NEWS
By Andrea F. Siegel, The Baltimore Sun | November 29, 2010
A 63-year-old former classroom aide was sentenced Monday to 18 months in jail and is expected to receive a similar sentence later this week for molesting two girls in his Crofton neighborhood — a sentence crafted to keep John Riva, who has no previous criminal record, out of state prison. "I am aware of the implication of sending a 63-year-old man to the Division of Correction," Anne Arundel County Circuit Judge Paul A. Hackner told Riva. He said that although he wanted to punish Riva, "it is not my intention to sentence you to death.
NEWS
By Kellie Woodhouse, Columbia Flier | September 24, 2010
A 38-year-old Columbia educator was found guilty Friday of sexually abusing a third-grader by writing her dozens of explicit love letters, setting a new precedent in Maryland for child predators being convicted of a sex crime without ever touching a child in a sexual manner. Howard County Circuit Court Judge Diane Leasure ruled that Karl Marshall Walker Jr., who worked as a paraeducator at Bryant Woods Elementary School for three years, sexually exploited an 8-year-old girl by giving her notes that spoke of his passion for her, his desire to kiss her and his request that she keep their correspondence secret.
NEWS
May 27, 2010
Maryland's State Department of Education is set to submit its application next week for the second round of the federal Race to the Top competition, which could bring $250 million in new education funding to the state. But the effort is being threatened by a self-defeating display of pique on the part of Montgomery County schools officials and teachers unions from several of Maryland's large jurisdictions, who are refusing to sign on to the application because they object to its provisions for tying teacher evaluations to student test scores.
NEWS
By Frederick N. Rasmussen and Frederick N. Rasmussen,fred.rasmussen@baltsun.com | August 9, 2009
Col. Louis Beck, a retired career Army intelligence officer who served in three wars, died of liver failure Aug. 2 at the Veteran Administration's Extended Care and Rehabilitation Center in Northeast Baltimore. He was 90 and had lived in Northwest Baltimore. Colonel Beck, the son of parents from Lithuania and Belarus, was born and raised in Hartford, Conn., where he attended Hartford High School. In 1943, he was inducted into the Army, where he earned his General Educational Development diploma.
NEWS
By Laura Smitherman and Laura Smitherman,laura.smitherman@baltsun.com | April 3, 2009
The Maryland Senate approved its version of the state's annual budget Thursday, drawing vocal opposition from education advocates who warn that lawmakers are shortchanging schools. Amid plunging state tax revenues, the Senate voted 40-7 for the $13.8 billion spending plan that incorporates hundreds of millions of dollars from a federal economic stimulus package while trimming local government aid and various programs. The budget is now in the hands of a cross-chamber conference committee with the House of Delegates, which made fewer spending cuts than the Senate.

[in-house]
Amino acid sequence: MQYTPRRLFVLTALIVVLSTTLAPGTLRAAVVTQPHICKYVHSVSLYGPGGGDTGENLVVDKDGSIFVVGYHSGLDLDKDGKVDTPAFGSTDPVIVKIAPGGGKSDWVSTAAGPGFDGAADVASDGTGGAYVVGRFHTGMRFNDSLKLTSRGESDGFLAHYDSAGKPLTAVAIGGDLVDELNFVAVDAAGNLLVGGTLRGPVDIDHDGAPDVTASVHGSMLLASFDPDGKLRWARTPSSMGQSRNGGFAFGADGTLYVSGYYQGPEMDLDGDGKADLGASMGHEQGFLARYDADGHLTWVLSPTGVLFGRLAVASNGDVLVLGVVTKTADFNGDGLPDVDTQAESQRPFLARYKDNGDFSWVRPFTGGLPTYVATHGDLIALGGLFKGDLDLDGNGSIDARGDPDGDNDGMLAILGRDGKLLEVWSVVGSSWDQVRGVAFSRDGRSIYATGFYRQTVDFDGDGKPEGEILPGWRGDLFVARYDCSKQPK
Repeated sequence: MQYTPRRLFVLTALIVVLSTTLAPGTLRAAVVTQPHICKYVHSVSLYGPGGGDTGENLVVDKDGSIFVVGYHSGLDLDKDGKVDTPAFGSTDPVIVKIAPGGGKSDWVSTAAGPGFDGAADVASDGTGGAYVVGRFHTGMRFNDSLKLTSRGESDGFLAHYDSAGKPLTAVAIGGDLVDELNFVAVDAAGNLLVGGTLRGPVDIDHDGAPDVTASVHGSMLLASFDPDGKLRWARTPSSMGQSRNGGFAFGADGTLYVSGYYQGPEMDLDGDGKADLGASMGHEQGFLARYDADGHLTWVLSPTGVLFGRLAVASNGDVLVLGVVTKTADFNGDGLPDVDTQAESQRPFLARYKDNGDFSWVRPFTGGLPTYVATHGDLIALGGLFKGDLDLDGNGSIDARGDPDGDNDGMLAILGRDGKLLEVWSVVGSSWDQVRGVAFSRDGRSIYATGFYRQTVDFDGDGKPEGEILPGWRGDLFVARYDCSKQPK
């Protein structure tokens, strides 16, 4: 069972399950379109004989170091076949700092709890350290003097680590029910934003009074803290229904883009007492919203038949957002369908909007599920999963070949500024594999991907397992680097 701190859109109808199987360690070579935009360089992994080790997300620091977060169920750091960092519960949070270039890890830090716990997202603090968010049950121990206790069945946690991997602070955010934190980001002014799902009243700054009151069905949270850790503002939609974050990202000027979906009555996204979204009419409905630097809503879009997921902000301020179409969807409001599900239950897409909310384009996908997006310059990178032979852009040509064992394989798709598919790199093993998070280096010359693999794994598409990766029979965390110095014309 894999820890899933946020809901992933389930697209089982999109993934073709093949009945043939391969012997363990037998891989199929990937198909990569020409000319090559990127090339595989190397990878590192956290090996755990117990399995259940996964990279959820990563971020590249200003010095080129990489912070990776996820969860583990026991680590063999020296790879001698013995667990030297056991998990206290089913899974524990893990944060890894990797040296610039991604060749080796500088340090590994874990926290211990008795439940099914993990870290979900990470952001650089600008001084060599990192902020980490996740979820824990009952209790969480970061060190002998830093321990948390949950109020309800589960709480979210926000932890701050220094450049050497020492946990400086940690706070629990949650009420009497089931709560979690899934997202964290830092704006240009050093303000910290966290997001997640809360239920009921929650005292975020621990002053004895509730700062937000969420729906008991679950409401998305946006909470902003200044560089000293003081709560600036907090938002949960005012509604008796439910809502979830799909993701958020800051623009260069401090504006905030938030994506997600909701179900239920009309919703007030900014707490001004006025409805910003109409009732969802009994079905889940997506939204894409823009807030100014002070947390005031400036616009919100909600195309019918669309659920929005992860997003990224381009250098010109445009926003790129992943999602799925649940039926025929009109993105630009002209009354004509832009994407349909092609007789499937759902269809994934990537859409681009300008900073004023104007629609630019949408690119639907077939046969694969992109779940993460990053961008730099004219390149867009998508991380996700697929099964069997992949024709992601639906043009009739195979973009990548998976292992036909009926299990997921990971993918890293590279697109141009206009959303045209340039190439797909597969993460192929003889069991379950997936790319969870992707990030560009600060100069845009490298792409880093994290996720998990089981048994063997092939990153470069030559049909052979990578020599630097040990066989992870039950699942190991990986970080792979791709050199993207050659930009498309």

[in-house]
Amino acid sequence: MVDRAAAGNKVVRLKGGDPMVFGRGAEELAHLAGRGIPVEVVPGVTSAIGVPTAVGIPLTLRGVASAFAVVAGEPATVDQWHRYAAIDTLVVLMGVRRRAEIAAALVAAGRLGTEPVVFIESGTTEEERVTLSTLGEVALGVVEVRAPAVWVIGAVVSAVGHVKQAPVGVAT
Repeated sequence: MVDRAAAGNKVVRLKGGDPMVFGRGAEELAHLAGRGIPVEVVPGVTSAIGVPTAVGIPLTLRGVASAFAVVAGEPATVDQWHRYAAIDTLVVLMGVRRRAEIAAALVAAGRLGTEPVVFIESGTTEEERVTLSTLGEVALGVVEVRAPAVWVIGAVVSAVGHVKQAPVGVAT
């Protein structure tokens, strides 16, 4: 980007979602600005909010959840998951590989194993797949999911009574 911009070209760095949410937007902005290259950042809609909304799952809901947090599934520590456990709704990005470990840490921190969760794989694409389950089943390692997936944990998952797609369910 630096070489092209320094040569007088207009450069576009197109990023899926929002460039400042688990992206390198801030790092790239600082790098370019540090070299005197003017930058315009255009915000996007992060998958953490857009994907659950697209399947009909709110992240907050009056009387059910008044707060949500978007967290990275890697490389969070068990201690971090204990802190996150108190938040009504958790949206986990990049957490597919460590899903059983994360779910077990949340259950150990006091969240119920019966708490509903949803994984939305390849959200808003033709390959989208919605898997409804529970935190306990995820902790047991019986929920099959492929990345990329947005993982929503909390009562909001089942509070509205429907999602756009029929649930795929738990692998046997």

NEWS
By Gadi Dechter and Gadi Dechter,gadi.dechter@baltsun.com | January 24, 2009
Gov. Martin O'Malley defended his plan yesterday to decrease public school budgets by about $69 million next fiscal year as officials from hard-hit areas vowed to fight the proposed cuts. O'Malley, a Democrat, said that Baltimore schools chief Andres Alonso's contention that the governor was destroying years of education gains was "patently false." O'Malley urged the popular and outspoken educator to understand that the financial pain caused by the national economic meltdown must be widely distributed.
NEWS
By Eugene W. Goll | August 28, 1991
IN LIGHT of Baltimore city schools' perpetual money problems, state statistics tell a sad story. In the decade after Baltimore unsuccessfully sued the state for more education aid but was promised great improvement, the city has done proportionately less well than all other districts in Maryland.Maryland has indeed failed to uphold its end of the bargain. State Education Department tables show that during the decade between 1980-1981 and 1989-1990, city schools received an increase in state aid for operating expenses of 93.6 percent.
NEWS
By Jean Thompson and Jean Thompson,SUN STAFF | June 21, 1996
Baltimore Mayor Kurt L. Schmoke dismissed as too low yesterday the state's offer this week of $140 million in new school aid and called the state's insistence on improvements in managing the school system "insulting and paternalistic."In a sharply worded letter to Gov. Parris N. Glendening, Schmoke revealed how far apart the city and state remain in their year-old dispute over school reform, management and finances.On matters of school leadership and improvement, there is no agreement. On the money issue, Schmoke made it clear that he views the governor's offer as insufficient.
NEWS
By Liz Bowie and Liz Bowie,liz.bowie@baltsun.com | January 8, 2009
Five years after Maryland increased spending by $2 billion to provide greater academic equity, students have made remarkable gains in reading and math, according to a report given to the Maryland General Assembly yesterday by an outside consultant. For every additional $1,000 spent per student, there was a significant increase in pass rates in both subjects. The improvement was twice as great for middle school students as for those in elementary grades. The report by MGT of America also confirms what most educators have intuitively believed for decades: Money invested in teachers appears to pay off. About 80 percent of additional local and state funding has been spent on the teaching staff - raising salaries, hiring more to reduce class sizes and requiring a highly qualified teacher in every classroom.